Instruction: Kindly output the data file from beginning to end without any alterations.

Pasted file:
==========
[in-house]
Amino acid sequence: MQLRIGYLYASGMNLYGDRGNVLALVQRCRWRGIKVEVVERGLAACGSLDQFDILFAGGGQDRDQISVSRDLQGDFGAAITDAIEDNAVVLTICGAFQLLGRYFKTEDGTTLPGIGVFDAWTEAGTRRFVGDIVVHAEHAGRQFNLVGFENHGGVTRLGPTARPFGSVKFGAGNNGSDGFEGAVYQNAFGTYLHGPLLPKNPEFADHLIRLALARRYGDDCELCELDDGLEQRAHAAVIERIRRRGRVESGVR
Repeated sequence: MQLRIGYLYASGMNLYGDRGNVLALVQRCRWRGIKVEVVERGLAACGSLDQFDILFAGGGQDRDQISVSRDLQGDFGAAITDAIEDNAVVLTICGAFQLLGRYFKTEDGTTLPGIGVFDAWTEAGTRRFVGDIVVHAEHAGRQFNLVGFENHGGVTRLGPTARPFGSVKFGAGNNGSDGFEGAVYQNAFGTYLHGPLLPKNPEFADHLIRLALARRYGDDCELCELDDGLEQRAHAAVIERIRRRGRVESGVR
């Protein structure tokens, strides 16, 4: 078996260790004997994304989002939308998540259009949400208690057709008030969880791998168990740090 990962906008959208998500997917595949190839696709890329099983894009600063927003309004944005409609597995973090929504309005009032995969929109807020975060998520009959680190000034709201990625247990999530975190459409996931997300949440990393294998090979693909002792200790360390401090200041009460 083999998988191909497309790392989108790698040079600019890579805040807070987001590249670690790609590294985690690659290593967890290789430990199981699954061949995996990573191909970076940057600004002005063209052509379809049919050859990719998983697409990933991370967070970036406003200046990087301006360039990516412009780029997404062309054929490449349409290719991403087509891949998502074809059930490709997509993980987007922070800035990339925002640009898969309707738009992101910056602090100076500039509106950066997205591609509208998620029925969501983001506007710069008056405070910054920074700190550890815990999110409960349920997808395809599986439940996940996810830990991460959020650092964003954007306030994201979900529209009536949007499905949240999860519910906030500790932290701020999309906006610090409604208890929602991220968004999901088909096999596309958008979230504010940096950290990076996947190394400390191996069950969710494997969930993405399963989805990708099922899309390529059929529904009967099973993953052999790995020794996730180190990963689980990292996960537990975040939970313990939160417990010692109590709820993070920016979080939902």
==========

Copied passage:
[in-house]
Amino acid sequence: MQLRIGYLYASGMNLYGDRGNVLALVQRCRWRGIKVEVVERGLAACGSLDQFDILFAGGGQDRDQISVSRDLQGDFGAAITDAIEDNAVVLTICGAFQLLGRYFKTEDGTTLPGIGVFDAWTEAGTRRFVGDIVVHAEHAGRQFNLVGFENHGGVTRLGPTARPFGSVKFGAGNNGSDGFEGAVYQNAFGTYLHGPLLPKNPEFADHLIRLALARRYGDDCELCELDDGLEQRAHAAVIERIRRRGRVESGVR
Repeated sequence: MQLRIGYLYASGMNLYGDRGNVLALVQRCRWRGIKVEVVERGLAACGSLDQFDILFAGGGQDRDQISVSRDLQGDFGAAITDAIEDNAVVLTICGAFQLLGRYFKTEDGTTLPGIGVFDAWTEAGTRRFVGDIVVHAEHAGRQFNLVGFENHGGVTRLGPTARPFGSVKFGAGNNGSDGFEGAVYQNAFGTYLHGPLLPKNPEFADHLIRLALARRYGDDCELCELDDGLEQRAHAAVIERIRRRGRVESGVR
């Protein structure tokens, strides 16, 4: 078996260790004997994304989002939308998540259009949400208690057709008030969880791998168990740090 990962906008959208998500997917595949190839696709890329099983894009600063927003309004944005409609597995973090929504309005009032995969929109807020975060998520009959680190000034709201990625247990999530975190459409996931997300949440990393294998090979693909002792200790360390401090200041009460 083999998988191909497309790392989108790698040079600019890579805040807070987001590249670690790609590294985690690659290593967890290789430990199981699954061949995996990573191909970076940057600004002005063209052509379809049919050859990719998983697409990933991370967070970036406003200046990087301006360039990516412009780029997404062309054929490449349409290719991403087509891949998502074809059930490709997509993980987007922070800035990339925002640009898969309707738009992101910056602090100076500039509106950066997205591609509208998620029925969501983001506007710069008056405070910054920074700190550890815990999110409960349920997808395809599986439940996940996810830990991460959020650092964003954007306030994201979900529209009536949007499905949240999860519910906030500790932290701020999309906006610090409604208890929602991220968004999901088909096999596309958008979230504010940096950290990076996947190394400390191996069950969710494997969930993405399963989805990708099922899309390529059929529904009967099973993953052999790995020794996730180190990963689980990292996960537990975040939970313990939160417990010692109590709820993070920016979080939902």